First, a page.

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Old 02-27-2010, 05:44 PM   #31
lupusarcanus
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Ubuntu is awesome. Arch is too.

Ubuntu is stable and easy. In my experiences, I have never had a problem with upgrading to the next new version or anything.

Arch is great too, but it can be hard to get everything set up just as you like.

Debian is VERY STABLE and features, alongside Arch but apart from Ubuntu, a rolling-release cycle.
 
Old 02-27-2010, 05:58 PM   #32
MTK358
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Quote:
Originally Posted by dor View Post
Thank you! I'm glad to read incidents of an experienced user.
But where's the /media directory? I couldn't find it in the Linux's directory structure @ tuxfiles.org. Did you mean that you created that directory/partition in / (root) ?
I assume that your suggestion is to setup the following partitions schema:
  • ???GB ext3 for OpenSUSE root directory
  • ???GB ext3 for OpenSUSE /home directory
  • ???GB ext3 for OpenSUSE /media/DATA directory
  • ???GB NTFS for Windows
But can I exclude the /media/DATA directory and simply create a /media partition? (without creating further DATA directory)
What is /media/DATA
 
Old 02-27-2010, 06:16 PM   #33
reed9
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Quote:
Originally Posted by MTK358 View Post
What is /media/DATA
I believe the OP was referring to his/her personal data being stored on an external HD, as mentioned here.

Quote:
Originally Posted by dor
I can store my personal data in my external HDD, so I'll make the /home partition quite small (about 80GB).
/media/DATA would be the mount point for the external drive.

@dor Speaking of, if the external drive is something you plan to always have mounted, I would simply create an entry for it in /etc/fstab, rather than dynamically mounting it in /media with HAL. The mount point can be pretty much where you like or makes sense for you. You could just create a mount point /DATA, if you want.
 
Old 02-28-2010, 08:01 AM   #34
dor
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Quote:
Originally Posted by reed9 View Post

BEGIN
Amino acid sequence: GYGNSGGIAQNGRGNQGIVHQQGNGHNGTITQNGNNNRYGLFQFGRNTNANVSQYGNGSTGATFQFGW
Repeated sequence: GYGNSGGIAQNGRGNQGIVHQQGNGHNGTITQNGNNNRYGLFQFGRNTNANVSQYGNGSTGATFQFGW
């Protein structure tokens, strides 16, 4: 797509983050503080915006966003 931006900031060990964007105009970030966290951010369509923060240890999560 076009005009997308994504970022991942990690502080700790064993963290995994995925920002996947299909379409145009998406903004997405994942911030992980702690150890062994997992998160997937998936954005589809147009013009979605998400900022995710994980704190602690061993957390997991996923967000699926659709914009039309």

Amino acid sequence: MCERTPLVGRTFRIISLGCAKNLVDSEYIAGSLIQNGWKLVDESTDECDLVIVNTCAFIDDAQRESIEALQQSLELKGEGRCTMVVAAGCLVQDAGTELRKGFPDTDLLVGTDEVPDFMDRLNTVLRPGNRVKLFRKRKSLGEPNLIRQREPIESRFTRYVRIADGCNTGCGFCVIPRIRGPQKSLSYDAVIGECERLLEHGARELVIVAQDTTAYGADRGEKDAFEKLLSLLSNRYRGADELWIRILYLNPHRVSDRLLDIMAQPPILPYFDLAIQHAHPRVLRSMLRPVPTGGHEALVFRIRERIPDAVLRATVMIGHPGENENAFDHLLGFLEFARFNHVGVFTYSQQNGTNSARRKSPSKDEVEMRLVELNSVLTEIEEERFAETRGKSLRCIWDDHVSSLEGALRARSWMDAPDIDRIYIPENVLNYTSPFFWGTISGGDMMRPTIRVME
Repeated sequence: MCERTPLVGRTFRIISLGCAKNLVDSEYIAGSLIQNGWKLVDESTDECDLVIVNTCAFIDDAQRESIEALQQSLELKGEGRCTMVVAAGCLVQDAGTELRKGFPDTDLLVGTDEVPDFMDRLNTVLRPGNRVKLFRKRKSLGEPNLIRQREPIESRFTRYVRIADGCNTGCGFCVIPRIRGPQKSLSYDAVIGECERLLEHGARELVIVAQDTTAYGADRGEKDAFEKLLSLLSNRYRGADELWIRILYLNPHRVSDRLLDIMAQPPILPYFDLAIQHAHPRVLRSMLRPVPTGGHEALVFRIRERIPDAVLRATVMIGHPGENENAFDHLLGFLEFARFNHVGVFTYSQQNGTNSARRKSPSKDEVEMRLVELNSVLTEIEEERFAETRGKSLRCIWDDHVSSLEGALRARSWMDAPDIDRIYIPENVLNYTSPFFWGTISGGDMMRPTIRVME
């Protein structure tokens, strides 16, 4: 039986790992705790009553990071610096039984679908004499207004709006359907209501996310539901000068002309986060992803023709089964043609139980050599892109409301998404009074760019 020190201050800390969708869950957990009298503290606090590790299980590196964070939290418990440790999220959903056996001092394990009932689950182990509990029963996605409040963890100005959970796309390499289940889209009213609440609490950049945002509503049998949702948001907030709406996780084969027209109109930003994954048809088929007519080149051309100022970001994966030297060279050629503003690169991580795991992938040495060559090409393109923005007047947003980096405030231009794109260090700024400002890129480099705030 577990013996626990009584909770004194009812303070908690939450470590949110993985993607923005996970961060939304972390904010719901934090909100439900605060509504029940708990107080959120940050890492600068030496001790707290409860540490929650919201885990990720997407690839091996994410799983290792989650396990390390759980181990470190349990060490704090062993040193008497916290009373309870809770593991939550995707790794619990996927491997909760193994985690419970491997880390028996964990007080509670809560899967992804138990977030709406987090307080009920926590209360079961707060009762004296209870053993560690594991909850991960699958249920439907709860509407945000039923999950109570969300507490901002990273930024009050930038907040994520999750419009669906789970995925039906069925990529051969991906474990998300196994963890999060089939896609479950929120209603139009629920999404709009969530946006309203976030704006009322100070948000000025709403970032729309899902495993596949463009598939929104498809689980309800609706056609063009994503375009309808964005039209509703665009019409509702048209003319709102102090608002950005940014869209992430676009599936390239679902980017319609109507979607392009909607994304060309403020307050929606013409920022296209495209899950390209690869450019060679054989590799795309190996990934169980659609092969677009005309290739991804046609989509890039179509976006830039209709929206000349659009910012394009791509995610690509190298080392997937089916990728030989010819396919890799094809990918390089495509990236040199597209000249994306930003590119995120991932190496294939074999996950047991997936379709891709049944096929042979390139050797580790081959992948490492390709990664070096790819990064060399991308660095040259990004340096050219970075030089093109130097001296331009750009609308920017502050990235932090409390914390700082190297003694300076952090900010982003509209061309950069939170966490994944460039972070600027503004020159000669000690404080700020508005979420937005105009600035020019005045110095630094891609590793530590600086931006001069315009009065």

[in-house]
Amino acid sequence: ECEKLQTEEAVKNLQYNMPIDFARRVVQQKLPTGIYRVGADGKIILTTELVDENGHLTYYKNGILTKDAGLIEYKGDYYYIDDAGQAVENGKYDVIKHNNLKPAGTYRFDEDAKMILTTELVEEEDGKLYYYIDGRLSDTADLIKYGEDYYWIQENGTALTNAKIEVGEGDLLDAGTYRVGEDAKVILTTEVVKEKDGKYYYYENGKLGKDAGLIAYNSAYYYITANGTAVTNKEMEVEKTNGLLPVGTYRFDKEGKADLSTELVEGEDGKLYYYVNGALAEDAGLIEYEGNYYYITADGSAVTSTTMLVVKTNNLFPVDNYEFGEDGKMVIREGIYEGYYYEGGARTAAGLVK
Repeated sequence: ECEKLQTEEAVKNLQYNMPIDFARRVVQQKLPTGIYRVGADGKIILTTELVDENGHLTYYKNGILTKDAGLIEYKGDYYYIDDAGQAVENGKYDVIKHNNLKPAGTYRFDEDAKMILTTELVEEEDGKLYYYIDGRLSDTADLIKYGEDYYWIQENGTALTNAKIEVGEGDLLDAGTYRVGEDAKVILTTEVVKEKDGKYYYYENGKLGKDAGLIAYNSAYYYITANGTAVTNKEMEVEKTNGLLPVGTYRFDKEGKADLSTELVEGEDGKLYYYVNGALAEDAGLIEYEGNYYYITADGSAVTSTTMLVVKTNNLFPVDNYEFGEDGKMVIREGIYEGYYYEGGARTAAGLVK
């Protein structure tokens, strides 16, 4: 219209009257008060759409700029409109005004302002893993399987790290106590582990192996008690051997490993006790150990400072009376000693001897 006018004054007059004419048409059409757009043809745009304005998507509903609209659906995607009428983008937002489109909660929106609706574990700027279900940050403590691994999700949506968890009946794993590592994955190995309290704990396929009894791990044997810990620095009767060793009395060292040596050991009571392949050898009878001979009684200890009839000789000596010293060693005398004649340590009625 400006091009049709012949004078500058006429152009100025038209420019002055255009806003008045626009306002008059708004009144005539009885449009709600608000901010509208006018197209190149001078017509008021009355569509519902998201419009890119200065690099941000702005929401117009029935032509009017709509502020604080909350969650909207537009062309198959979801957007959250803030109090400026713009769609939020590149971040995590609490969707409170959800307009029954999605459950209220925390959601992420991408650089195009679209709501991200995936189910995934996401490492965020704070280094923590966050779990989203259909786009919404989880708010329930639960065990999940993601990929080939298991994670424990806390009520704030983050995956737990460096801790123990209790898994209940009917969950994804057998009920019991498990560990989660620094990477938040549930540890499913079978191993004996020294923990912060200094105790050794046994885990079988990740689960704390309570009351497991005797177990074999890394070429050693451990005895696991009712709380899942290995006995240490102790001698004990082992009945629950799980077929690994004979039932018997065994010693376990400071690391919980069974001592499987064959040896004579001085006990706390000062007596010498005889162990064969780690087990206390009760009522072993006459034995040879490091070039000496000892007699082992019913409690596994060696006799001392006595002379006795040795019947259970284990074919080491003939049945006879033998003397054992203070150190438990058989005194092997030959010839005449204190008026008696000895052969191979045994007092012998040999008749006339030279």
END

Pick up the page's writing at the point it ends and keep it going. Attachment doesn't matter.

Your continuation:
As I understand, back in the day, to mount external media, you would by convention create a mount point in /mnt. Since the advent of autodetection and mounting of external drives, a mount point based on the volume name of the external drive is dynamically created and destroyed as needed in /media instead of /mnt.

The basic process is:
*You plug in the drive, the kernel registers the device in /sys
*Udev create a device node, ie,/dev/sdb1
*The HAL daemon is notified via Dbus.
*Hal broadcasts via Dbus to listening applications, ie, nautilus, the GNOME file manager, or Thunar, the XFCE file manager, or a volume manager, like thunar-volman, or whatever GNOME uses these days.
*The volume manager dynamically creates the mount point at /media/<volume name>, or can open up your music player for CDs, or whatnot
Wow thanks for the details, but I'm yet an experienced user, so it's a bit difficult to understand the actual process and the meaning of all these names.I'm using KDE so it will probably be a different software than those you mentioned.
So /media is the directory for the mount points.

Quote:
Originally Posted by MTK358 View Post
What is /media/DATA
At first, I didn't understand that either, but reed9 explained and I understood. /media/DATA supposes to be a mount point, instead of being in /mnt, by auto-detecting the external device.

Quote:
Originally Posted by reed9 View Post
I believe the OP was referring to his/her personal data being stored on an external HD, as mentioned here.
Nope I was referring to amenditman's words:
Quote:
Originally Posted by amenditman View Post
I learned that there are a lot of config files in your /home directory which don't always work in the newer version if you don't format and re-install /home during the upgrade.

I always keep all personal data on a separate /media/DATA partition outside of /home. Then if I need to re-install I can do both / and /home.